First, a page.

The Hebrew alphabet is one that took me time to love and appreciate. Even though it does not fit Modern Hebrew well at all, it is beautiful to look at.
I like typography, and I like mine to be precise. This is why typesetting Hebrew is frustrating to me: there is no font which is perfect; every one of them, even the professional ones, is problematic in some aspect.
Being an optimist, I hope to change this situation. In this PDF file (here's the source) you will find the same text in six fonts, some of them free (such as Alef), some not (such as Rutz), and some are in between (such as SBL Hebrew):
- SBL Hebrew by John Hudson of Tiro Typeworks.
- Alef by Mushon Zer-Aviv, Michal Sahar, Danny Meirav and Nir Yenni.
- Rutz by Oded Ezer (information in English).
- PragmataPro by Fabrizio Schiavi.
- David Culmus by Maxim Iorsh / Culmus.
- Taamey David Culmus by Yoram Gnat / Culmus.
I use the first four fonts regularly; the two versions of David act as a ‘control group’.
Now, as you can see, none of the fonts passes all of the tests. Let's see:
- All fonts support basic nikud reasonably well, except PragmataPro, for which Fabrizio is kind enough to make a new version with nikud. It's in development. I ignore PragmataPro when discussing nikud.
- All fonts support géreš and geršájim, but in Rutz they look exactly like quotation marks (merxaot) — they should be differentiated graphically.
- All fonts but Rutz support the opening/lower (old-fashioned) quotation mark glyph (see the end of this page in the website of the Academy of the Hebrew Language (in Hebrew)), but:
- in Rutz it is the same as the closing/higher one (which is the same as geršájim…). An equivalent problem occurs in Rutz with secondary quotation marks (‚’) and géreš (׳): they look all the same.
- in Alef it is located approximately on the same level of the letters; it should be lower.
- Something in the configuration of PragmataPro causes the order of the punctuation glyphs to be wrong. For my own purposes this does not matter much (I use it in Vim, in which all looks fine).
- Sin (שׂ) with Xolam looks fine only in SBL Hebrew, Rutz and Taamey David Culmus. In Alef the two dots are congruent, and in David Culmus (not Taamey David Culmus) they are not in the same height.
- in Alef even a regular sin (שׂ) looks wrong: it looks as if it is a šin xaluma (שֹ). The dot of sin (שׂ) should be moved a little bit to the right (say, above the left branch of the letter).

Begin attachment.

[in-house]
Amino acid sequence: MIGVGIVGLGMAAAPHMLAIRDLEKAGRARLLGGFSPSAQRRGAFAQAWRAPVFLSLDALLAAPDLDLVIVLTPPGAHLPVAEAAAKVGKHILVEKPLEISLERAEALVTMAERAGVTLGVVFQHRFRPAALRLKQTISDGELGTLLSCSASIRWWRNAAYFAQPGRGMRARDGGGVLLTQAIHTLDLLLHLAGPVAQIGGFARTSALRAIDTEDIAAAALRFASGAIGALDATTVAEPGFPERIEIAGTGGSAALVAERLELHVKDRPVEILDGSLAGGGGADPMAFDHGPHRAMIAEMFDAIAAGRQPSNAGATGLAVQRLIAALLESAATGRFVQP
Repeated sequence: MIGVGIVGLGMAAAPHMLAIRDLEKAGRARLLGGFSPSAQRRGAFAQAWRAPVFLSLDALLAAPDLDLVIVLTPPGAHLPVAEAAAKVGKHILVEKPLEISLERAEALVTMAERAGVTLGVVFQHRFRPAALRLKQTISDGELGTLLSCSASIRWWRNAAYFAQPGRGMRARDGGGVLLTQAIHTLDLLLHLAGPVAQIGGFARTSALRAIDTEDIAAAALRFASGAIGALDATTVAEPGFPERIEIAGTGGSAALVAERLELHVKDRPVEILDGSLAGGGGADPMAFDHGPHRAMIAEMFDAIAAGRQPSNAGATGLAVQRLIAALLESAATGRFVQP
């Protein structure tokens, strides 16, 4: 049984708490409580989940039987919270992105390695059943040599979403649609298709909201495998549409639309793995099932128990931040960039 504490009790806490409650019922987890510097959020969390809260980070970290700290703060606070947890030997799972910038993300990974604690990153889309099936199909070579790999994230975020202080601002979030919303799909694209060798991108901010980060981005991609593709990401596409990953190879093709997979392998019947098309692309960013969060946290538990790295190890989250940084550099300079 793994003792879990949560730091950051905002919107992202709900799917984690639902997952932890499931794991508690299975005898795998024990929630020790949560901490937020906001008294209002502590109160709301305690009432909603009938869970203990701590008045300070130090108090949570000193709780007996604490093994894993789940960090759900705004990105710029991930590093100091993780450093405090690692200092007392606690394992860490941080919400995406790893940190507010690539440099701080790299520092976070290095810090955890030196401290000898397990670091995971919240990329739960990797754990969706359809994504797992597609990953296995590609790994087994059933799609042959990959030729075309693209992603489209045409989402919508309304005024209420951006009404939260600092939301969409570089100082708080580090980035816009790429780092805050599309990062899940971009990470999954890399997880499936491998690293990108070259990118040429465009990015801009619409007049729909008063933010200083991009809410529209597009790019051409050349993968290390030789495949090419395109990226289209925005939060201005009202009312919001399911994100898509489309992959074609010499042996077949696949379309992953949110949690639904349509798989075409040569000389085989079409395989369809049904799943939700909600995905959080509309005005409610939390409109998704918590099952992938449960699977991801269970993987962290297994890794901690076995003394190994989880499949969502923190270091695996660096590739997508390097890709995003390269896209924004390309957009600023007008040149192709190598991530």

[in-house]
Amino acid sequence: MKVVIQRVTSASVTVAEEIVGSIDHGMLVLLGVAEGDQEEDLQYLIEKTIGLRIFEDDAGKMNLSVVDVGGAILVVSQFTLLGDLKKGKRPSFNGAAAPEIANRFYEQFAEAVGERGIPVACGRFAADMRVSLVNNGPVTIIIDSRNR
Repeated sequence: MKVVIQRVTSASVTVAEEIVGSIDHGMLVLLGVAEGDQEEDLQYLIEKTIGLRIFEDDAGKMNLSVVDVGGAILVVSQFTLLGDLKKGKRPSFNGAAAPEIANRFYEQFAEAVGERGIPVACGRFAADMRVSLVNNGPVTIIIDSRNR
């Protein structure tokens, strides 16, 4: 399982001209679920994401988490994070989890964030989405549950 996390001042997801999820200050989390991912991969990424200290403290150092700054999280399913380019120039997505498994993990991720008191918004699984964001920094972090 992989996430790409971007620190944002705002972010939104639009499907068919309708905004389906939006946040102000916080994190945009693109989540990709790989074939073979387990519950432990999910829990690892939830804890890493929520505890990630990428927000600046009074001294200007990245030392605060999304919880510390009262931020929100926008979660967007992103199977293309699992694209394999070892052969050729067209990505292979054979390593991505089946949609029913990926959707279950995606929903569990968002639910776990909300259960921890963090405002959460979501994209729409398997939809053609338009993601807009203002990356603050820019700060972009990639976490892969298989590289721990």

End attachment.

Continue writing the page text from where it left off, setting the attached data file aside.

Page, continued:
- Taamey David Culmus has no HORIZONTAL ELLIPSIS (U+2026, …) glyph.
- The location of the dageš on a cadi (צּ) in Alef looks weird (פגע לו בול בפוני…).
All but Rutz differentiate vav xaluma (וֹ) and vav with xolam xaser (וֺ), but in Alef the difference is so slight it is almost unnoticeable.
In SBL Hebrew the dot of vav xaluma (וֹ) is a little bit too far to the right; although this can make the distinction easier, it makes vav xaluma, which is by far more common than vav with xolam xaser (וֺ), look funny (compare with the other fonts, which locate the dot in a more balanced manner).
In all but Alef and PragmataPro there isn't a significant (or any) space between adjacent quotation marks.
- The shape of the quotation marks in SBL Hebrew is inharmonious with regards to the appearance of the Hebrew letters in the font. Specifically, their shape is differs too much from the shape of the géreš/geršájim.
All but SBL Hebrew kern makaf in an inaesthetic way. Combinations with Makaf should be kerned according to the higher part of the letters (compare with x-height; in Hebrew all letters but lámed (ל) are vertically aligned to the same height). This may seem insignificant, but it really hurts one's eyes to see a makaf which is not located exactly in the middle, but in an offset.
This is irrelevant to PragmataPro, because it's monospace.
Minor problem: none but the Biblical fonts (SBL Hebrew and Taamey David Culmus) handle ‘יְרוּשָׁלִַם’ correctly. As this kind of nikud is not used in Modern Hebrew at all, this is understandable.
Dear font designers, please make good use of these observations. They are meant not to be nitpickish, but to help you make a better world by making better, more precise and more harmonious fonts. I truly appreciate the marvelous work you've done so far; please make your fonts perfect. Thank you very much! ☺
(The thumbnail of this post shows the letter Alef (א) in SBL Hebrew.)